Using a combined PCEA/CEI regimen may have the advantage of improving pain relief compared to PCEA alone.17–19 Whether the combined method increases the total administered drug amount or not remains controversial, but the incidence of serious side effects does not seem to increase.17,19 In one study, the authors detected better pain relief during night-time, better sleep and less pain on coughing when using a background infusion in addition to PCEA.20 In this survey, we found that the PCEA contribution accounted for only 16% of the total infused drug amount, actually making our regimen predominantly CEI-based. We believe the PCEA demands are used mainly prior to mobilisation, as this is emphasised when teaching the patients how to use the PCEA system.
The main limitation of this survey is the lack of a long-term follow up regarding potential neurologic complications. However, no cases of neurologic sequelae have come to our attention during the investigation.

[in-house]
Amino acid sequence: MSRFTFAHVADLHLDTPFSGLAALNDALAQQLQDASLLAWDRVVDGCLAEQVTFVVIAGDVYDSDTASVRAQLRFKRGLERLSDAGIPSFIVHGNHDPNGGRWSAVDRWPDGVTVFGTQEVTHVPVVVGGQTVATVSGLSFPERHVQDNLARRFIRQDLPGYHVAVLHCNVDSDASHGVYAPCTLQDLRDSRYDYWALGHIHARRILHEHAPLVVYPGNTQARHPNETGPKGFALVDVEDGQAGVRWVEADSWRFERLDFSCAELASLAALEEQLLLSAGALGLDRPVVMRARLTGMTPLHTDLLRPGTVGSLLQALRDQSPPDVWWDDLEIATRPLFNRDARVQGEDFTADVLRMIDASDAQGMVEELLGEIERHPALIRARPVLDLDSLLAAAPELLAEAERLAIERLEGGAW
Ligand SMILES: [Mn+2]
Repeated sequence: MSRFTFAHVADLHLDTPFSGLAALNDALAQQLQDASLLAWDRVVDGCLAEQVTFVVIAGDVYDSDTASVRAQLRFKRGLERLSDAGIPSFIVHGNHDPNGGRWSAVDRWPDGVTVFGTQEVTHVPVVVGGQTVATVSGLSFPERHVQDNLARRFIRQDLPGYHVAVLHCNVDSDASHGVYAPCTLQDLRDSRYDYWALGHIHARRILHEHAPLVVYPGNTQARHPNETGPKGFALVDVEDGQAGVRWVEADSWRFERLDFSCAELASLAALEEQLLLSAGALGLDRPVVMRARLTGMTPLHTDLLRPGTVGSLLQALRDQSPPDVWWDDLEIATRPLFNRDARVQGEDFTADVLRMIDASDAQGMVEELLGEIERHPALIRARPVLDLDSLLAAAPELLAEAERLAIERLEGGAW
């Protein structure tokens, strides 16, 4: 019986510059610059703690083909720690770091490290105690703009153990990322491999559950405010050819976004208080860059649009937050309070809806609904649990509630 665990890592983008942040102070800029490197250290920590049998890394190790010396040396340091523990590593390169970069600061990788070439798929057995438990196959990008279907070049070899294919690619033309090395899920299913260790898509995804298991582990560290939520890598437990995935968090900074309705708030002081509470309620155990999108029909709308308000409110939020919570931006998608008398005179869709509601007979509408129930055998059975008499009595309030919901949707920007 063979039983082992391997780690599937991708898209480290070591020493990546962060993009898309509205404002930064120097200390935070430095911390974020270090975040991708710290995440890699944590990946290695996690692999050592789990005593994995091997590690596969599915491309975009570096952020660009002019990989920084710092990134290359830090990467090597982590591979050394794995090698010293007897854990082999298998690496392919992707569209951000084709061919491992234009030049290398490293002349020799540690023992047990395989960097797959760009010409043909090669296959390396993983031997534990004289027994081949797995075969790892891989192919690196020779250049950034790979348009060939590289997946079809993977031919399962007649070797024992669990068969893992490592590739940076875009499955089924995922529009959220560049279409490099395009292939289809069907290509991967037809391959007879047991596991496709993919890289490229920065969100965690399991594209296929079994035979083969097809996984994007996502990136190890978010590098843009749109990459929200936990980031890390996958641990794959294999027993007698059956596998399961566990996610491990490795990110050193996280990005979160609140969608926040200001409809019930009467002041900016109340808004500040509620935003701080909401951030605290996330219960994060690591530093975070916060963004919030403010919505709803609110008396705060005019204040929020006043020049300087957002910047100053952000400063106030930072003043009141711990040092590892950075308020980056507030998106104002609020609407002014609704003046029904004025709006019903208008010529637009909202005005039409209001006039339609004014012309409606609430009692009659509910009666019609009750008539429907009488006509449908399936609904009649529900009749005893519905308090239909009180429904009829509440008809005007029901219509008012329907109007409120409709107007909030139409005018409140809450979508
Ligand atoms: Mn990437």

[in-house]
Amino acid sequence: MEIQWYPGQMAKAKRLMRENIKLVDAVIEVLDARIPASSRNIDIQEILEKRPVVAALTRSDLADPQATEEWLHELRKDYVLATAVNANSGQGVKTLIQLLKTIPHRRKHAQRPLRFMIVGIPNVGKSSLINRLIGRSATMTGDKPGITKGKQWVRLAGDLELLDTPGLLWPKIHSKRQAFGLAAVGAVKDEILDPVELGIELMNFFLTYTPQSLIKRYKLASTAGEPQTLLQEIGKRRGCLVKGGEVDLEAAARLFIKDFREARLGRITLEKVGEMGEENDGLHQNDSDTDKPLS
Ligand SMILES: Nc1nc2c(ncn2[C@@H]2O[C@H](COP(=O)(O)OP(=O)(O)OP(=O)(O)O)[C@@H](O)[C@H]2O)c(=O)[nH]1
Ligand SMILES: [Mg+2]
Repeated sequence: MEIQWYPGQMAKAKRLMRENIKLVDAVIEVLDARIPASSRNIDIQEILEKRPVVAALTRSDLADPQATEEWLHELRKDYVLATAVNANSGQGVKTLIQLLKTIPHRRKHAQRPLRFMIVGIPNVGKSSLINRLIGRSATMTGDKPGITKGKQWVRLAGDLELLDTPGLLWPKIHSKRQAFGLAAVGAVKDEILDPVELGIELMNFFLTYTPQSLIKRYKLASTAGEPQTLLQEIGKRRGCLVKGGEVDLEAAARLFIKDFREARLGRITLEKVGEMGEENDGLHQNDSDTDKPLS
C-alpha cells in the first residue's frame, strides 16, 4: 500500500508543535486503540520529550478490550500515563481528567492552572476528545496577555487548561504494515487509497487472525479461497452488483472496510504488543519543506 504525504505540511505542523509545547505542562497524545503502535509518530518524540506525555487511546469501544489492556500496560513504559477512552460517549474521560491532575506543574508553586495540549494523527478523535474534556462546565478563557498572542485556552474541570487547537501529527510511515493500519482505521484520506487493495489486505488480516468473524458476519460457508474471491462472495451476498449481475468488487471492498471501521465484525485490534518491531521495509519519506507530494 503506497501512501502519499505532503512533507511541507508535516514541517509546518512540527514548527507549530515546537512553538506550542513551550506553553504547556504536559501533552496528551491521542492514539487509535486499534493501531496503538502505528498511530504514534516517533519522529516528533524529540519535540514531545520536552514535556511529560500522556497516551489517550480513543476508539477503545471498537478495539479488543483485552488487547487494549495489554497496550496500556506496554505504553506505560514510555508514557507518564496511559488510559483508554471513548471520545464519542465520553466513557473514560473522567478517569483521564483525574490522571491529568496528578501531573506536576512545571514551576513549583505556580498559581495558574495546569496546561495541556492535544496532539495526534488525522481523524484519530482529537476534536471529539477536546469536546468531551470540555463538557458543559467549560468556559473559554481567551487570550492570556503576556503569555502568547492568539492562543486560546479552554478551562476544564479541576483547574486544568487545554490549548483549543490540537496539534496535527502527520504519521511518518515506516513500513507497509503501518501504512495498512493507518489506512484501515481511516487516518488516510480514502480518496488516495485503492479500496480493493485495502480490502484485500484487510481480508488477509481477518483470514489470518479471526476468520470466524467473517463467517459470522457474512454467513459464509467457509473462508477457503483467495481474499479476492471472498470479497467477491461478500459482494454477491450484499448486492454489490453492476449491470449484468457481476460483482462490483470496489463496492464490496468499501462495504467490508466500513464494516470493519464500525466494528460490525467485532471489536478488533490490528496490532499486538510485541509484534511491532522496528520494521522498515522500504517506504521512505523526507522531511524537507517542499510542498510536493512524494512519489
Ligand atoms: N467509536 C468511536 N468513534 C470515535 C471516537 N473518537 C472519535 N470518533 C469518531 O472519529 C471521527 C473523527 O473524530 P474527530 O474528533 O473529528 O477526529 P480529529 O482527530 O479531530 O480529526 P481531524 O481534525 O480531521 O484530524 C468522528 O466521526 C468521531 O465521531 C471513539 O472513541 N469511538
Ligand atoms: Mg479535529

In conclusion, we have introduced a ward-based PCEA service for postoperative pain relief at a Swedish University hospital and conducted a prospective survey covering the first 7 years. Despite limited acute pain service team resources, we have found this regimen to be both effective and relatively well tolerated.
Acknowledgements relating to this article
Assistance with the study: the author would like to thank Mona Lindblad, Annki Segerstéen and Annika Johansson, APS nurses for their excellent work on the wards and their persistence in transferring all data into the database. Thanks also to Mats Fredrikson, LARC, for his expertise with the statistical analysis.
Financial support and sponsorship: none.
Conflicts of interest: none.